In this case, however, the poet didn’t really have to follow the letter of the law.   In such a spare poem, after six “everythings,” two of them likewise capitalized and appearing flush against the left margin, a sudden last-moment switch from “everything” to “everyone” would have been a jolting violation of an audience’s expectations.  To make it available as anything but a perversely against-the-grain reading, Nekrasov would have to overcompensate, that is, go back and “two-dot” all earlier appearances of “vsë” so as to make it crystal clear that the final no-dot “vse” was intended as a conscious swerve from the expected pattern.

Why, then, the superfluous two dots in line 9?  Through exaggerated compliance to Russian spelling rules, Nekrasov subtly calls our attention to the fact that the poem mentions only things, not people.  “Everything” might be “very good,” but what about “everyone”? 

In my earlier, not-so-good English translation the poem might seem to instruct us to rejoice in the given world and to foreswear any irritable reaching after “more.”  Nekrasov in fact has an entirely different goal in mind.  He wants us to notice that the scene he presents us is deliberately depopulated, one in which the speaker might not lack for material necessities but nonetheless feels removed from, alienated from, other people.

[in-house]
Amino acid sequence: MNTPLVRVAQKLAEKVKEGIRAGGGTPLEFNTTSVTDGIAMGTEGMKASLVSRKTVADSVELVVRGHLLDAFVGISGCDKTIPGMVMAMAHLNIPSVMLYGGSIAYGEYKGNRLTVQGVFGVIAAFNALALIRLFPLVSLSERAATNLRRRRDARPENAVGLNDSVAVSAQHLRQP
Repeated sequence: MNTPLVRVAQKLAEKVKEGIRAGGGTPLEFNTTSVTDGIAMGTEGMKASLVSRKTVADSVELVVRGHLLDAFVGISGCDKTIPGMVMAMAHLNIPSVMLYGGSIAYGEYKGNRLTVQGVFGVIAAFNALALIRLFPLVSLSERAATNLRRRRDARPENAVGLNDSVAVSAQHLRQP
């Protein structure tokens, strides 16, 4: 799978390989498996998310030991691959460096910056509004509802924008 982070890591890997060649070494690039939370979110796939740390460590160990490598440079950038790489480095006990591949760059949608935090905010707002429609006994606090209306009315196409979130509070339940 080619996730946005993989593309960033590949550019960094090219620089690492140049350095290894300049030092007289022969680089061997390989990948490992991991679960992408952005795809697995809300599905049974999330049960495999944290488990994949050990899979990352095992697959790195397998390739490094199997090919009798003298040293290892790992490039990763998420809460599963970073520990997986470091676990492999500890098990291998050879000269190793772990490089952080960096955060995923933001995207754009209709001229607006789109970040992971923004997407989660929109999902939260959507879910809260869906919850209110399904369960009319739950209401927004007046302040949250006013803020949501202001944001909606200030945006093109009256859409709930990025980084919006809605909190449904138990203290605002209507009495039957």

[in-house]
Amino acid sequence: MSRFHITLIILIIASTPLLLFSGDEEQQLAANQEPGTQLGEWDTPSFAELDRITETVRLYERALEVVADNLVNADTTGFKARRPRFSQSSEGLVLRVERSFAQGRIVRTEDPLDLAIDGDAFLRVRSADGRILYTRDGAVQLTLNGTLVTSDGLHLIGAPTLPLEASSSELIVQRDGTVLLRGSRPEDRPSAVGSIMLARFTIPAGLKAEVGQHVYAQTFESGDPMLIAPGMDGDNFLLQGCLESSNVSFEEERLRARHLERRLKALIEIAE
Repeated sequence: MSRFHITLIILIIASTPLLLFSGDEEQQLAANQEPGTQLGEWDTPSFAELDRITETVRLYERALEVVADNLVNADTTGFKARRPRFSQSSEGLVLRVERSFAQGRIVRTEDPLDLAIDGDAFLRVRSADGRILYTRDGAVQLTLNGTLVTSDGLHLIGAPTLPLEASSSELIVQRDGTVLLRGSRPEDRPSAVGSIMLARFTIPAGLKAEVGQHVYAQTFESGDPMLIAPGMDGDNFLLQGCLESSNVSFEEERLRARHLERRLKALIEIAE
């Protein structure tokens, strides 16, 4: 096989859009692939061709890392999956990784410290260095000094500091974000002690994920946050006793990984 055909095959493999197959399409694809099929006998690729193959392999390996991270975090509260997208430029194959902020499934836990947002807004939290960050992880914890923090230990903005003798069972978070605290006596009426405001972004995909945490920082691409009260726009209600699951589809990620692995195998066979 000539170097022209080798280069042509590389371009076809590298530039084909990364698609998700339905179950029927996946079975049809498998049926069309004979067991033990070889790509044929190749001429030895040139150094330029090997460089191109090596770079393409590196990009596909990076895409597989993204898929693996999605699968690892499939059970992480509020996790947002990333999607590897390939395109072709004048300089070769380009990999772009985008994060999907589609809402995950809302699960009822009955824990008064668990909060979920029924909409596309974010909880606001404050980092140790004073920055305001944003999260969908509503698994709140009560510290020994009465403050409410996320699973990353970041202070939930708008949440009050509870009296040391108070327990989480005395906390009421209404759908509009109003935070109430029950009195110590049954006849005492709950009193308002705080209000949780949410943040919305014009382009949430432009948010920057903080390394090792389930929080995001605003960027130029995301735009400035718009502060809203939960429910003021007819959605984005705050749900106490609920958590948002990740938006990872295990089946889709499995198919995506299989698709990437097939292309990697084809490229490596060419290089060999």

A samizdat poem written during the height of the Cold War, this lyric reverses the usual Soviet critique of the West as overly individualistic and materialistic.  Nekrasov’s poem asks “What’s this”—what is this place where I find myself living—and answers that while there is (just) enough stuff to help him get by there is still no sense of meaningful participation in a collective (“everyone”).  A succession of five year plans might have enabled the mass production of goods, but it has far from solved the problem of anomie.

Whew.  In belabored fashion, I have at last explained the punch line of the poem—why one letter is chosen instead of another.  I’ll spare you a discussion of the poem’s intricate sound play, which would involve explaining why “g” in Cyrillic is sometimes pronounced “v” as well as another raft of chatter about the letter “yeh,” this time concerning unstressed syllables.

Commentary can compensate for what’s missing in a translation.  It is possible, I believe, for prolix prose to provide enough information for readers to appreciate the ins and outs of verse written in a language that they do not know.  Of course, the situation is asymptotic.  The closer one nears to a “perfect” and “complete” account, the greater the necessary word count.

Aesthetics usually intervenes long before perfection is achieved.  Do you really want to read several pages of tedious scholar-prose to understand what Nekrasov achieves by hitting one key on the typewriter instead of another?  If you have to explain a joke, haven’t you ruined it?

Brian Reed's picture
Professor of English
Brian Reed is Chair of English and Professor of English and Comparative Literature, Cinema, and Media at the University of Washington, Seattle. He is the author of three books--Hart Crane: After His Lights (2006), Phenomenal Reading: Essays on Modern and Contemporary Poetics (2012), and Nobody's Business: Twenty-First Century Avant-Garde Poetics (2013)--and the co-editor of two essay collections, Situating El Lissitzky: Vitebsk, Berlin, Moscow (2003) and Modern American Poetry: Points of Access (2013). A new book, A Mine of Intersections: Writing the History of Contemporary American Poetry, is forthcoming in 2016.